Blue corn has been popping up as an ingredient everywhere from tortilla chips to breakfast cereal. Intriguing new research suggests that anthocyanins, the nutrients that give the corn its lovely blue color, may also help protect against metabolic syndrome, cardiovascular disease, diabetes and cancer. The study raises interest in using blue maize as a component of functional foods and nutraceuticals, foods that contain a medicinal benefit.
The study was published in the Journal of Medicinal Food. Researchers from Universidad Veracruzana, Instituto Tecnologico de Veracruz and Unidad Oaxaca/Calle Hornos in Mexico, fed rats a high-sugar, high-cholesterol diet. The group of rats that also ate blue maize extract had a significantly smaller increase in abdominal fat compared to rats that didn’t get the blue maize extract. The rodents that were given the blue maize also showed significant improvement in systolic blood pressure, high density lipoprotein cholesterol and triglyceride levels, compared to the rats that didn’t get the extract.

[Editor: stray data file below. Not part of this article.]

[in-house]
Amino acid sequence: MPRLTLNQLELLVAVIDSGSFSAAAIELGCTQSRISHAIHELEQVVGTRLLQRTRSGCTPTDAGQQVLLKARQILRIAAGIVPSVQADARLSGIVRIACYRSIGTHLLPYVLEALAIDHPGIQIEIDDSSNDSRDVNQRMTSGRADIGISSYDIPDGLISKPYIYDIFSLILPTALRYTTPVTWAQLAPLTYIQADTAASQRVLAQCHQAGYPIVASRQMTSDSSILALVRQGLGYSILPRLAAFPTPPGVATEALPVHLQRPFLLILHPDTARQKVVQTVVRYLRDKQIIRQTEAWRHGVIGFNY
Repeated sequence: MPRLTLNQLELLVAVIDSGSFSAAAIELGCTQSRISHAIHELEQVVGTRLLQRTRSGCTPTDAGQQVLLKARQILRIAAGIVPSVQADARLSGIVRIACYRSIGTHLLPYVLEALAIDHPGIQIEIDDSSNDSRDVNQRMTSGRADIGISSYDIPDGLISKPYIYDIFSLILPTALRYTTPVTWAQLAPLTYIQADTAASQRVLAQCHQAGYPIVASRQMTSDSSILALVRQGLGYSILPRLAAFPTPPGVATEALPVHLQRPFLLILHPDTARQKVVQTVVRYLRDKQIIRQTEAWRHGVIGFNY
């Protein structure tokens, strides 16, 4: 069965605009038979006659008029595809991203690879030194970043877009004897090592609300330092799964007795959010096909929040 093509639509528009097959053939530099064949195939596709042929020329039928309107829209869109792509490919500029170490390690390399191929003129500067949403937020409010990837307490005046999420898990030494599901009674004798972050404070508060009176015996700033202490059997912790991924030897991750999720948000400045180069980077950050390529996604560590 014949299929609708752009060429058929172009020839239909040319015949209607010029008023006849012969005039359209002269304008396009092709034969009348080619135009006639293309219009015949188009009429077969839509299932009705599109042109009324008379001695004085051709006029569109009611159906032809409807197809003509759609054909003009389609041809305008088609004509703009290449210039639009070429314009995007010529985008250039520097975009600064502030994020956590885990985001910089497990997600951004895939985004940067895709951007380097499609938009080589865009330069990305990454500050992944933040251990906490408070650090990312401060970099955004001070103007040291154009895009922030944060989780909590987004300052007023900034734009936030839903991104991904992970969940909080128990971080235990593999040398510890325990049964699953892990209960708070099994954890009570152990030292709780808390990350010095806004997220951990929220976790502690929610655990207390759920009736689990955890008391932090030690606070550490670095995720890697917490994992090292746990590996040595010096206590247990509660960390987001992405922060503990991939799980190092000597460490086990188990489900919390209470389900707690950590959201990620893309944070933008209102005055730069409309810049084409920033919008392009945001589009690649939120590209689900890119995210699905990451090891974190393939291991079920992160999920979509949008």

“Anti-obesity food materials are always in demand, and this study brings out not only the importance of blue maize in controlling adipocity, but also the potential role of cholesterol in the development of obesity,” Journal of Medicinal Food Editor-in-Chief Sampath Parthasarathy, MBA, PhD, Florida Hospital chair in cardiovascular sciences and interim associate dean, College of Medicine, University of Central Florida, said in the publisher’s release about the study.
Apparently, the Hopi people were way ahead of the scientific curve. In their tradition, blue corn represents a long life. Hopi men ate blue corn before leaving on long journeys, believing it gave them great strength.